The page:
First, it is useful to remind ourselves of the words in the energy White Paper issued last spring. It referred to what my noble friend referred to as—it is a kind of shorthand—keeping the nuclear option open. I have coined the acronym KNOO. However, it is not called that. Paragraph 4.68 states:

    "While nuclear power is currently an important source of carbon free electricity, the current economics of nuclear power make it an unattractive option for new generating capacity and there are also important issues for nuclear waste to be resolved. This white paper does not contain proposals for building new nuclear power stations. However, we do not rule out the possibility that at some point in the future new nuclear build might be necessary if we are to meet our carbon targets".

Many people regard those as wise precautionary words. Of course, some, such as Greenpeace, herald it as the end of the nuclear age. However, that is rather absurd. We shall be depending on nuclear stations—Magnox, AGRs, Sizewell B, our pressurised water reactor—to continue to operate right through the 2020s—and Sizewell B into the 2030s. It is right to note that other countries are now investing in new nuclear capacity in a number of ways through the improved methods that are becoming available.

However, on one matter the statement in the White Paper was quite wrong when it simply asserted as a matter of fact that the cost of supplying power from nuclear was uneconomic. In this context I draw the House's attention to a very recent report published by the Royal Academy of Engineering, The Cost of Generating Electricity. A substantial piece of work was carried out for the Royal Academy of Engineering by the consultants, PB Power, who have a high reputation. One is tempted to quote large chunks of the RAE report but I shall quote two paragraphs from the press release that was issued by the Royal Academy of Engineering when the report was published:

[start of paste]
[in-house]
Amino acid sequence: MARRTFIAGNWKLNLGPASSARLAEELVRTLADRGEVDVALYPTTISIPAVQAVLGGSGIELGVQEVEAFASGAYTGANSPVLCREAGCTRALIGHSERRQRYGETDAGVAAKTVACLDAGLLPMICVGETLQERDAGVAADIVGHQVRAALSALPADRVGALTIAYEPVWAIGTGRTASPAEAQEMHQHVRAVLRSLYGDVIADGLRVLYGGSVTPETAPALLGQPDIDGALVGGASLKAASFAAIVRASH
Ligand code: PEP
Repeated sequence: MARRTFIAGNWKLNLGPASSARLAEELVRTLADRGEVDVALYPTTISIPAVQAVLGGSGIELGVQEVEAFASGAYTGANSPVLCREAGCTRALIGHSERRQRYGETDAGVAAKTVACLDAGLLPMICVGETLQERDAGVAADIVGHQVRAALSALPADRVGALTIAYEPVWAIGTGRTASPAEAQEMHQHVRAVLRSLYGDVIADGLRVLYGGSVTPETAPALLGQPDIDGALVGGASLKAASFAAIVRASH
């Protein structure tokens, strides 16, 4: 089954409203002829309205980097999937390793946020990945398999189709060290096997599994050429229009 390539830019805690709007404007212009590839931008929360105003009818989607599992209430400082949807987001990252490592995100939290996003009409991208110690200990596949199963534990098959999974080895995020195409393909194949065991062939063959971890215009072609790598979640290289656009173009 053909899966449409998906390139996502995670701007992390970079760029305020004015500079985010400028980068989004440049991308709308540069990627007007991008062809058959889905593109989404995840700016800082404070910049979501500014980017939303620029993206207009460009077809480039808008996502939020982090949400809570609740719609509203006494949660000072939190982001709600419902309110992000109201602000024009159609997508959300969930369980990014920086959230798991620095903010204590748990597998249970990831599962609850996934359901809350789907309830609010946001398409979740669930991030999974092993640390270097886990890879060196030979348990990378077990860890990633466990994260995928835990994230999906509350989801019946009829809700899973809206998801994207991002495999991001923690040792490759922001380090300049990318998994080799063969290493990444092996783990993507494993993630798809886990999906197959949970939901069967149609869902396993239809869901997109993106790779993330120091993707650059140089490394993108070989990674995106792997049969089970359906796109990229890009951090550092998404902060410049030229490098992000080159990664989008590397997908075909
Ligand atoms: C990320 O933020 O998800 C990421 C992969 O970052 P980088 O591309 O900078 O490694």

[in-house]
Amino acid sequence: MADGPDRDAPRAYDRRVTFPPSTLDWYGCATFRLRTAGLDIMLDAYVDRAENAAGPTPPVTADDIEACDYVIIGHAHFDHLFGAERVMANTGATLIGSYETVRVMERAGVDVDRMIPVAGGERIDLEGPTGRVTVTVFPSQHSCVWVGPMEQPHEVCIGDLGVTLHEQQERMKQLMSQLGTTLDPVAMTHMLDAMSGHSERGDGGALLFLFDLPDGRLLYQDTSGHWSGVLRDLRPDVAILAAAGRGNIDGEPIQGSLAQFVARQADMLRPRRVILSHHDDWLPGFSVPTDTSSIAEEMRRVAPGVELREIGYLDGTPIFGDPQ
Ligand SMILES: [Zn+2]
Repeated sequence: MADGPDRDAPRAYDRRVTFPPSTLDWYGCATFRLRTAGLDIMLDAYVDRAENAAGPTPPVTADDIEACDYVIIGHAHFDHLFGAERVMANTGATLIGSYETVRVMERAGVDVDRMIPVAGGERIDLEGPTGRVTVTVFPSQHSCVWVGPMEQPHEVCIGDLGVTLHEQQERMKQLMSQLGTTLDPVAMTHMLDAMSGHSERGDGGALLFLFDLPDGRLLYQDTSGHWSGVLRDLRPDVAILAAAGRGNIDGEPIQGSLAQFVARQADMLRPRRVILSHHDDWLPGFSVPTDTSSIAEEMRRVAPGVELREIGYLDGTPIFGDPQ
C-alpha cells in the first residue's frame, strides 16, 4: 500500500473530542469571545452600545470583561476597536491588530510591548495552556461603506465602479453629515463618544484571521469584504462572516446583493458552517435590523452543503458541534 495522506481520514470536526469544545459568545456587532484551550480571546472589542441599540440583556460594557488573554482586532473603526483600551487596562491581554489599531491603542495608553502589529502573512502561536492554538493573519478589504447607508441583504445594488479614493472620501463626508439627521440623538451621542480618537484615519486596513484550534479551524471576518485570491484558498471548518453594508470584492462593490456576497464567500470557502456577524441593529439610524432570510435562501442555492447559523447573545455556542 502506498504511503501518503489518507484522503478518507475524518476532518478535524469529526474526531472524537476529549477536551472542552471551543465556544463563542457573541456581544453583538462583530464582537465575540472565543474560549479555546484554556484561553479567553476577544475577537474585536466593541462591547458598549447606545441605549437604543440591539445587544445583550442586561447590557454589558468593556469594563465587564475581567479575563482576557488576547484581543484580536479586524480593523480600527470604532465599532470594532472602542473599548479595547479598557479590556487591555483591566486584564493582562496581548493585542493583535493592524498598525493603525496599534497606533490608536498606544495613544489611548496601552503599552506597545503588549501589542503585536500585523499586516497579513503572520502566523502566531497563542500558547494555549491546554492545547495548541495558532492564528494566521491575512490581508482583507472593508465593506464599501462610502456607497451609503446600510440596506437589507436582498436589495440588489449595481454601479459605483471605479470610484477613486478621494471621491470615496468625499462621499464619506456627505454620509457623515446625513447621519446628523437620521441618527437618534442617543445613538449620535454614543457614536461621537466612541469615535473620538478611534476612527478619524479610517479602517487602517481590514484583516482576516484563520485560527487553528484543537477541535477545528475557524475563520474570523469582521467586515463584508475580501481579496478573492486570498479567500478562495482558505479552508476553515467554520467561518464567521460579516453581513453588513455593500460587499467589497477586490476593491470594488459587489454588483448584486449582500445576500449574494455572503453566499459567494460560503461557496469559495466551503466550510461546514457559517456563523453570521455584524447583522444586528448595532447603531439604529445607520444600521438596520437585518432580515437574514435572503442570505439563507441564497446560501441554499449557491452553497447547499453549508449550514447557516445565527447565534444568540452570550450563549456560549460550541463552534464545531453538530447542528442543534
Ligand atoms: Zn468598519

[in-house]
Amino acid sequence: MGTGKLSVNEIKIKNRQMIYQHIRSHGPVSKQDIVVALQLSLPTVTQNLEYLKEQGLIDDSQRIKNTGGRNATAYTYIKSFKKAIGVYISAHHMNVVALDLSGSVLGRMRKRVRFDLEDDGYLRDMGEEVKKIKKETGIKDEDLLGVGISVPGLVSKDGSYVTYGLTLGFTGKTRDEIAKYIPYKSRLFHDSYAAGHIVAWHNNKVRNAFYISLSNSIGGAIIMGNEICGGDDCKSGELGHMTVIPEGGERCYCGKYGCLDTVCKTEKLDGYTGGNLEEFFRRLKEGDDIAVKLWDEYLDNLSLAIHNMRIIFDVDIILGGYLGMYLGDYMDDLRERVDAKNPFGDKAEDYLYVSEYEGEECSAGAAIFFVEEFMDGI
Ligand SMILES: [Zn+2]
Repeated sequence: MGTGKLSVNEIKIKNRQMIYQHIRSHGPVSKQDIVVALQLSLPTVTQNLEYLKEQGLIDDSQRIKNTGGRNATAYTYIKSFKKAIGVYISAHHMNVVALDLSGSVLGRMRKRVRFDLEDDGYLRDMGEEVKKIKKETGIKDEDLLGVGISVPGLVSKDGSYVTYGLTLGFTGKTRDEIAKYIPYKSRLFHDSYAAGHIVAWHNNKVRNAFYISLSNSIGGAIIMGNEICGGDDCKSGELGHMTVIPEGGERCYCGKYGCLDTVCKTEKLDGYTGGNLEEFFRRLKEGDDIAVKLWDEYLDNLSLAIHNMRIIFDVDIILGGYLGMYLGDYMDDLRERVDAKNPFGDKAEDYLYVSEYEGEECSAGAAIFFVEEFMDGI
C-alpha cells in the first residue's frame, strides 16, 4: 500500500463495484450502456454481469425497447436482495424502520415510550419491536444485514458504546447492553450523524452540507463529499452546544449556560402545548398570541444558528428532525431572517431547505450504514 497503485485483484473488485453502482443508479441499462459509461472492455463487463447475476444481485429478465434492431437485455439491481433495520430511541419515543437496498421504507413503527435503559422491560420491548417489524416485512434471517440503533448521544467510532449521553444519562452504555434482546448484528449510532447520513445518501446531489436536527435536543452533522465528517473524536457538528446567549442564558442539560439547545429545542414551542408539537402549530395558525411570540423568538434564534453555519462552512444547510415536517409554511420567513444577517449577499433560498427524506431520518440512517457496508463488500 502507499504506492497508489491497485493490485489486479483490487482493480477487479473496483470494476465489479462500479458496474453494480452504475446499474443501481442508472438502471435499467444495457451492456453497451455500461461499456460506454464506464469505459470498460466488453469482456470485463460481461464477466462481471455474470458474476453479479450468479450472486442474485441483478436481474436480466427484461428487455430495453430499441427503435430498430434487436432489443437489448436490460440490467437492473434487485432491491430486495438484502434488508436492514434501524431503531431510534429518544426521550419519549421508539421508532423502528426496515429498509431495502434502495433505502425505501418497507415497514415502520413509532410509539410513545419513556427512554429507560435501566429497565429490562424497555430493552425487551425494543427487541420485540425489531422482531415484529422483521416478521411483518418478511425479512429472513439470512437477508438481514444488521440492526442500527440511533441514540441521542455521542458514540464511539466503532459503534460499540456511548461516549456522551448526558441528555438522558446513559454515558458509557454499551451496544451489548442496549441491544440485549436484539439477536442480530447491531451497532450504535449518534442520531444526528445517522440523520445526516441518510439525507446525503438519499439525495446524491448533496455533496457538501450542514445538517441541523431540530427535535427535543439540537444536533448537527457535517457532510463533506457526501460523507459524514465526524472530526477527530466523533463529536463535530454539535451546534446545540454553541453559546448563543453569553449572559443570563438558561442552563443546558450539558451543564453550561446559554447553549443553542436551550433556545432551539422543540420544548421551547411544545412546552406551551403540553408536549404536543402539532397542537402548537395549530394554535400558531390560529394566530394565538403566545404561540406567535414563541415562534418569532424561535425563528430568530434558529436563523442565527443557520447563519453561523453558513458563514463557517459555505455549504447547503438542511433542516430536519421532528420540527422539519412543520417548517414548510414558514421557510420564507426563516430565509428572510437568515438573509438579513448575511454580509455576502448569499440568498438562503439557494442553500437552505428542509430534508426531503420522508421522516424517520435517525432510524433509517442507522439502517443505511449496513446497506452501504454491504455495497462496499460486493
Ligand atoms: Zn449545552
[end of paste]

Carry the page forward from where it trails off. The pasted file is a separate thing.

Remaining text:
18 Mar 2004 : Column 401

    "'This may sound surprising', says Academy Vice President Philip Ruffles, who chaired the study group, 'especially as we have included the cost of decommissioning in our assessment of the nuclear generation costs".

The press release continues—this is the point—

    "The weakness of the Government's Energy White Paper was that it saw nuclear power as very expensive. But modern nuclear stations are far simpler and more streamlined than the old generation—the latest are only about half the size of Sizewell B—and far cheaper to build and run".

I have heard a number of lectures recently from people who are—